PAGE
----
Dying Out?

14 March 2012, 13:00

Iryna Kurylo, head of the Department for the Quality of Demographic Processes at the Mykhailo Ptukha Institute of Demography and Social Research, Ukraine’s Academy of Sciences, analyzes stereotypes and problems found in Ukraine’s current demographic processes for The Ukrainian Week.

U.W.: "Ukraine is dying out." Can this be stated with any certainty?

We can say with certainty that there is a steady trend of depopulation, i.e., the mortality rate is higher than the birth rate. Sadly, Ukraine is one of the fastest depopulating countries in the world. Only Russia, Bulgaria and Belarus can compete with us on this. We have a low birth rate, which is nothing out of the ordinary for many countries, but we also have a much higher mortality rate. Moreover, life expectancy in Ukraine is very short. We have seen some improvement in this area in the past three years, but only time will show whether or not the trend will persist. So contrary to established stereotypes, negative trends in the mortality rate, rather than the birth rate, are our main headache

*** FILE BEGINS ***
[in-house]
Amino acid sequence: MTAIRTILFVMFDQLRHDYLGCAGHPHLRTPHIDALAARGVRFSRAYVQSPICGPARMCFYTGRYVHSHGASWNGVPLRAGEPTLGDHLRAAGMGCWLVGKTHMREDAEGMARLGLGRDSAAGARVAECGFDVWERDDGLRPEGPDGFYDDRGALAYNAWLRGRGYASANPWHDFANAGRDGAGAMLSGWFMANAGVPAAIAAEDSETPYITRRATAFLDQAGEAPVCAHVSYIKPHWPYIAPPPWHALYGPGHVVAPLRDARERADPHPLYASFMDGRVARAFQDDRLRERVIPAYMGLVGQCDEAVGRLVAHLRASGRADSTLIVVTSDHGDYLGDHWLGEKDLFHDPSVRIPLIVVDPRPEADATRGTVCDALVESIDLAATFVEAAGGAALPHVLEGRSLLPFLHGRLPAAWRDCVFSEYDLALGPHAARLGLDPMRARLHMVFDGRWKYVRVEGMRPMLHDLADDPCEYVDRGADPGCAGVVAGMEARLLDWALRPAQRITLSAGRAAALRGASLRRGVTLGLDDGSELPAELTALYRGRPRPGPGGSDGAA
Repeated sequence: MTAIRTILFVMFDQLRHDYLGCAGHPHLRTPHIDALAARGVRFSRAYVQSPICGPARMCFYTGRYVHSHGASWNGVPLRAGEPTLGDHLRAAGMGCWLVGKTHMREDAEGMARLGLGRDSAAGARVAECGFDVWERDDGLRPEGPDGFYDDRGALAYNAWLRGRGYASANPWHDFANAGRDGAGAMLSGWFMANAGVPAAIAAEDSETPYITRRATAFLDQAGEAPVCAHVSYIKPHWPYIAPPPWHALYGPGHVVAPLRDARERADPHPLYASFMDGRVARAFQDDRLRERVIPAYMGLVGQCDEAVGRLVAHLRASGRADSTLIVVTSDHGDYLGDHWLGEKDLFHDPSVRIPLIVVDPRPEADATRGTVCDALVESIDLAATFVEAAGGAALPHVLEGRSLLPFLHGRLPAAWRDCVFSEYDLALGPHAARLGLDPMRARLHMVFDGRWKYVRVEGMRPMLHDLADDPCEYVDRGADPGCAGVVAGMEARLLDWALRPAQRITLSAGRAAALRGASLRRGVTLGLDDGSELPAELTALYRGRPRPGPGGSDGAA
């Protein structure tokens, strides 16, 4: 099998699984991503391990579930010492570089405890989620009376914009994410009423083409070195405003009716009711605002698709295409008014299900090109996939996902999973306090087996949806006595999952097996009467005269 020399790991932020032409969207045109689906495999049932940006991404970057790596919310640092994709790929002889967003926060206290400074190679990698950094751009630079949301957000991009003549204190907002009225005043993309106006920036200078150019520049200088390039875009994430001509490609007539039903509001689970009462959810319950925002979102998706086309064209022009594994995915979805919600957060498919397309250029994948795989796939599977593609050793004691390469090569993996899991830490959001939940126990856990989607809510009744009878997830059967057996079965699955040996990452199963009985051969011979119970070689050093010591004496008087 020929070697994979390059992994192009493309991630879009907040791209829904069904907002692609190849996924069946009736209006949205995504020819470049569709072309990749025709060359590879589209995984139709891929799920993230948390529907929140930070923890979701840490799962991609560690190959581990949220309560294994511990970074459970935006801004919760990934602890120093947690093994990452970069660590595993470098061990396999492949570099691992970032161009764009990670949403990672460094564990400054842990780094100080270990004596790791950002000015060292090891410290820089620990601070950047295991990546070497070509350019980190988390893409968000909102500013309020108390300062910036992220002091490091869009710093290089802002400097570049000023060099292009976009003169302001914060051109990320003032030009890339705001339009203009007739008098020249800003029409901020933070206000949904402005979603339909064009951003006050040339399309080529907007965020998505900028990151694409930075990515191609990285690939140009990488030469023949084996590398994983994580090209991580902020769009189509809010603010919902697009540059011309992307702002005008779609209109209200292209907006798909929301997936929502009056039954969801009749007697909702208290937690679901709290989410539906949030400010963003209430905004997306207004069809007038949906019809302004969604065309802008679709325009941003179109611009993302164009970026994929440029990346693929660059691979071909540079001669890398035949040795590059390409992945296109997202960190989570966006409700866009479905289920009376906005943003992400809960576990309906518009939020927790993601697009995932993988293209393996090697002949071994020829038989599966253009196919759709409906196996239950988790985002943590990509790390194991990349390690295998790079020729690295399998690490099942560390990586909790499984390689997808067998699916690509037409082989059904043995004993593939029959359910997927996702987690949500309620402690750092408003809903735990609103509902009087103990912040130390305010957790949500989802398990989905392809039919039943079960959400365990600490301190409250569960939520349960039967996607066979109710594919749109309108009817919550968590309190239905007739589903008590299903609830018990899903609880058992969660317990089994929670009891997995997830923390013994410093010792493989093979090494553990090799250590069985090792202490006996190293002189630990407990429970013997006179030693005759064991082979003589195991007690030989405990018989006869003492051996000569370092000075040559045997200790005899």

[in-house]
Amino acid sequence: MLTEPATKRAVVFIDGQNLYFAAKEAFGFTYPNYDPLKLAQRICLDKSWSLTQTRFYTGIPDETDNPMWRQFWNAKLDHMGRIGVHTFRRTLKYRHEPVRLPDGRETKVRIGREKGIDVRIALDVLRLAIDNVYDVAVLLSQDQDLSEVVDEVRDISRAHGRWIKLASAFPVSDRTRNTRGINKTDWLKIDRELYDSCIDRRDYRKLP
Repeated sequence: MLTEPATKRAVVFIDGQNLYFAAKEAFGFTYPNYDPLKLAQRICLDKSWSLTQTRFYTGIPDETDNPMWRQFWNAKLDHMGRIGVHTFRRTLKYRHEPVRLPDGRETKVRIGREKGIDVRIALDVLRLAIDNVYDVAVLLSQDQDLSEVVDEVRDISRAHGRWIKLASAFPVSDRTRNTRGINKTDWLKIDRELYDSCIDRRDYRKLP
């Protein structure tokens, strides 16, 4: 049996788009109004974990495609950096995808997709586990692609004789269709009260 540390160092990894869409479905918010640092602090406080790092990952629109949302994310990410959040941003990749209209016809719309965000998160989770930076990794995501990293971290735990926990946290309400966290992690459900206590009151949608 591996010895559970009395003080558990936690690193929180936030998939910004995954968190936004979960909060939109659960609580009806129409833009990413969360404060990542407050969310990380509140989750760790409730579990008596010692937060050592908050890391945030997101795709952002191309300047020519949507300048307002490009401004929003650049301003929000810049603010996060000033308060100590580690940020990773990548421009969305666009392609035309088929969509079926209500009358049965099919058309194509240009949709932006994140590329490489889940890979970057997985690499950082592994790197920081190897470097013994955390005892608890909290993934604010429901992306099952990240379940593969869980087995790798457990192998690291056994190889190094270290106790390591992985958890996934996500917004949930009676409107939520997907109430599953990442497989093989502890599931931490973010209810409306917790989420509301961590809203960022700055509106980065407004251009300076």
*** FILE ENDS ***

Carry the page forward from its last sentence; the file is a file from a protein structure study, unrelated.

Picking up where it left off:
U.W.: Why are Ukrainians dying at such a high rate?

There is an entire slew of problems here. On the one hand, there are rather unfavourable social economic conditions, i.e., external circumstances from the viewpoint of an individual. On the other hand, most Ukrainians do not really live an altogether healthy lifestyle. We have an unprecedented mortality rate caused by excessive drinking and other bad habits. Above all, this pertains to men – the share of alcohol-related deaths is especially high in this category, just like that of premature deaths (before 65) in general. Another huge demographic problem for Ukraine is inadequate working conditions. For example, we have Europe's highest mortality rate among coal miners.